Eastman Kodak, the company founded in 1892 by inventor George Eastman, which brought photography to the masses a century ago, faces a gloomy future amid reports that it is on the edge of bankruptcy.
Never able to rebuild after the digital wave blew its core film business away from the mass market, the Wall Street Journal reported late on Wednesday that Kodak has begun preparing to ask for protection from creditors.
On Tuesday, the New York Stock Exchange told the company that it faces delisting from the exchange if it cannot get its stock price back above $1.0 level.
On Thursday, the shares sank 10.6% to 42 cents as Moody's downgraded the company's debt rating to a very low Caa3, citing "a heightened probability of a bankruptcy over the near term."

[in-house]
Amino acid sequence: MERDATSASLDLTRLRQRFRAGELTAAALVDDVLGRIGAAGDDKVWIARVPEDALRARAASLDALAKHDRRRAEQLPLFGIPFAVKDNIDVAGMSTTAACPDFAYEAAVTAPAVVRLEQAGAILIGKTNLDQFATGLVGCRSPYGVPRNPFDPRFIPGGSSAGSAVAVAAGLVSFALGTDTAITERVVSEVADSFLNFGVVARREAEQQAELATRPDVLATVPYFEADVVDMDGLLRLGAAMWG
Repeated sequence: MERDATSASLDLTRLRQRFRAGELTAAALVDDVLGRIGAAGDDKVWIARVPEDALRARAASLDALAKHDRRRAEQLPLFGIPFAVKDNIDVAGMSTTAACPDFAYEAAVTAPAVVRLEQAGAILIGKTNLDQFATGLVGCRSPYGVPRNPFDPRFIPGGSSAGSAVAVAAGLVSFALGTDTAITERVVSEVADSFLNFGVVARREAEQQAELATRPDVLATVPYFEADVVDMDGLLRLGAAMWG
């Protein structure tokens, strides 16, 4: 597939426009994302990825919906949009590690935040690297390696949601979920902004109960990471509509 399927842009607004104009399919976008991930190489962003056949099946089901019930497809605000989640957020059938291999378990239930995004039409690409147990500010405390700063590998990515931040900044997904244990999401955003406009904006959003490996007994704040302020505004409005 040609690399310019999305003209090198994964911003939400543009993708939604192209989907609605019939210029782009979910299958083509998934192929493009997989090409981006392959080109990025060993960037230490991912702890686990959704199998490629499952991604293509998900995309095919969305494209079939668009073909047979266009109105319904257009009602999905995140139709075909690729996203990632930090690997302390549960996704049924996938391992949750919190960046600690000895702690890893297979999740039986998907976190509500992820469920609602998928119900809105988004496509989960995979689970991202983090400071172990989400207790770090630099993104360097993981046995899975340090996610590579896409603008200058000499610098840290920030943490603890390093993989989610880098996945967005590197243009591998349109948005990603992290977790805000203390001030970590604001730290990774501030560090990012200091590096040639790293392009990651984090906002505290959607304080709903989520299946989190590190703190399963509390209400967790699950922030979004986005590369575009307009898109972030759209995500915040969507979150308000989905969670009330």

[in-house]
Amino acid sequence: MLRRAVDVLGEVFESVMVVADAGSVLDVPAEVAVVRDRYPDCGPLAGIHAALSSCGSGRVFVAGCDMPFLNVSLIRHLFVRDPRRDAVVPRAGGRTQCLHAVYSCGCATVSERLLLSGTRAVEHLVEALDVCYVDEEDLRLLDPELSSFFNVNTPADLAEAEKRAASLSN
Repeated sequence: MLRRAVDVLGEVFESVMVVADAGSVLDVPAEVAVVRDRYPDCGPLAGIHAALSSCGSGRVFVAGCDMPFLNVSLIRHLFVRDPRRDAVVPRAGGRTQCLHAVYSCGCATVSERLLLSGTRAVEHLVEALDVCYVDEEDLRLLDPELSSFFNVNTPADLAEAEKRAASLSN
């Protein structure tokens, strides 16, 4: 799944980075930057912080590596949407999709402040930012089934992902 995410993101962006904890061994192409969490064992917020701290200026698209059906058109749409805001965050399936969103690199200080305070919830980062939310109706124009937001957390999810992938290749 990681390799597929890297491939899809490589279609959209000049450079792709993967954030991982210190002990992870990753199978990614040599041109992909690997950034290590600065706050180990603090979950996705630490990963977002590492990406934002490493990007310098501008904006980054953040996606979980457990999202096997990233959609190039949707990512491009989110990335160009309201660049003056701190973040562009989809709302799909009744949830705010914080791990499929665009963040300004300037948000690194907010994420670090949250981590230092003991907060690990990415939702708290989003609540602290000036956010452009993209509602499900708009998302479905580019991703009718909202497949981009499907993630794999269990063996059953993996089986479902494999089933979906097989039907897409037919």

The company's chief communications officer quit on Thursday, following in the wake of three board directors in the past two weeks.
The WSJ said the company is still hoping that it can sell off some of its valuable patent portfolio to raise money. But if that last-ditch effort fails, it could file for bankruptcy under Chapter 11 protection, later this month or in February, the Journal said citing sources familiar with the issue.
That would place the jobs of its 19,000 employees in question. Kodak declined to comment on the reports, but its books have been awash with red ink for years.
The last time it reported a net profit was the small gain in 2007.